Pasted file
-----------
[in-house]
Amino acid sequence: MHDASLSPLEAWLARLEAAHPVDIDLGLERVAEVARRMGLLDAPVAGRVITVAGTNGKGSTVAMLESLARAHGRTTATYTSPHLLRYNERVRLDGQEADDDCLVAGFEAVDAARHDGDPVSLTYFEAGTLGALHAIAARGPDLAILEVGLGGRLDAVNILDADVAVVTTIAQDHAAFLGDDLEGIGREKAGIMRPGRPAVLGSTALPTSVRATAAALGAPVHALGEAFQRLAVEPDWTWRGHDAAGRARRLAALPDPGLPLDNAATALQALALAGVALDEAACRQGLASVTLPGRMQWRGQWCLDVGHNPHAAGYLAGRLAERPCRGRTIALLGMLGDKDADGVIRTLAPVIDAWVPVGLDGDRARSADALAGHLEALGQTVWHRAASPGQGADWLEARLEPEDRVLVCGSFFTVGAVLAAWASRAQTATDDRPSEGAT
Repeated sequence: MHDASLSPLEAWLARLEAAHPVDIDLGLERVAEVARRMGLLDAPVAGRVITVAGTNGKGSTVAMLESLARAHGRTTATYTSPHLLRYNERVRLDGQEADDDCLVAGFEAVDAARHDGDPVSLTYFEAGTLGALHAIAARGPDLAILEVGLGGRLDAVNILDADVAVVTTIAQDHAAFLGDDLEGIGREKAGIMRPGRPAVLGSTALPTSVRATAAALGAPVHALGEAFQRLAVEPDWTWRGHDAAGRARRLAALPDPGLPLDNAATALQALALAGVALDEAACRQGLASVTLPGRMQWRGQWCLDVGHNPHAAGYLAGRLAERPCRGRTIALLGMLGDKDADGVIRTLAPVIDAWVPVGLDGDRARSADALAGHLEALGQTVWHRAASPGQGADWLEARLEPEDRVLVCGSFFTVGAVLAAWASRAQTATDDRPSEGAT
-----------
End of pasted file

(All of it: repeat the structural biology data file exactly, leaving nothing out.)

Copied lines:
[in-house]
Amino acid sequence: MHDASLSPLEAWLARLEAAHPVDIDLGLERVAEVARRMGLLDAPVAGRVITVAGTNGKGSTVAMLESLARAHGRTTATYTSPHLLRYNERVRLDGQEADDDCLVAGFEAVDAARHDGDPVSLTYFEAGTLGALHAIAARGPDLAILEVGLGGRLDAVNILDADVAVVTTIAQDHAAFLGDDLEGIGREKAGIMRPGRPAVLGSTALPTSVRATAAALGAPVHALGEAFQRLAVEPDWTWRGHDAAGRARRLAALPDPGLPLDNAATALQALALAGVALDEAACRQGLASVTLPGRMQWRGQWCLDVGHNPHAAGYLAGRLAERPCRGRTIALLGMLGDKDADGVIRTLAPVIDAWVPVGLDGDRARSADALAGHLEALGQTVWHRAASPGQGADWLEARLEPEDRVLVCGSFFTVGAVLAAWASRAQTATDDRPSEGAT
Repeated sequence: MHDASLSPLEAWLARLEAAHPVDIDLGLERVAEVARRMGLLDAPVAGRVITVAGTNGKGSTVAMLESLARAHGRTTATYTSPHLLRYNERVRLDGQEADDDCLVAGFEAVDAARHDGDPVSLTYFEAGTLGALHAIAARGPDLAILEVGLGGRLDAVNILDADVAVVTTIAQDHAAFLGDDLEGIGREKAGIMRPGRPAVLGSTALPTSVRATAAALGAPVHALGEAFQRLAVEPDWTWRGHDAAGRARRLAALPDPGLPLDNAATALQALALAGVALDEAACRQGLASVTLPGRMQWRGQWCLDVGHNPHAAGYLAGRLAERPCRGRTIALLGMLGDKDADGVIRTLAPVIDAWVPVGLDGDRARSADALAGHLEALGQTVWHRAASPGQGADWLEARLEPEDRVLVCGSFFTVGAVLAAWASRAQTATDDRPSEGAT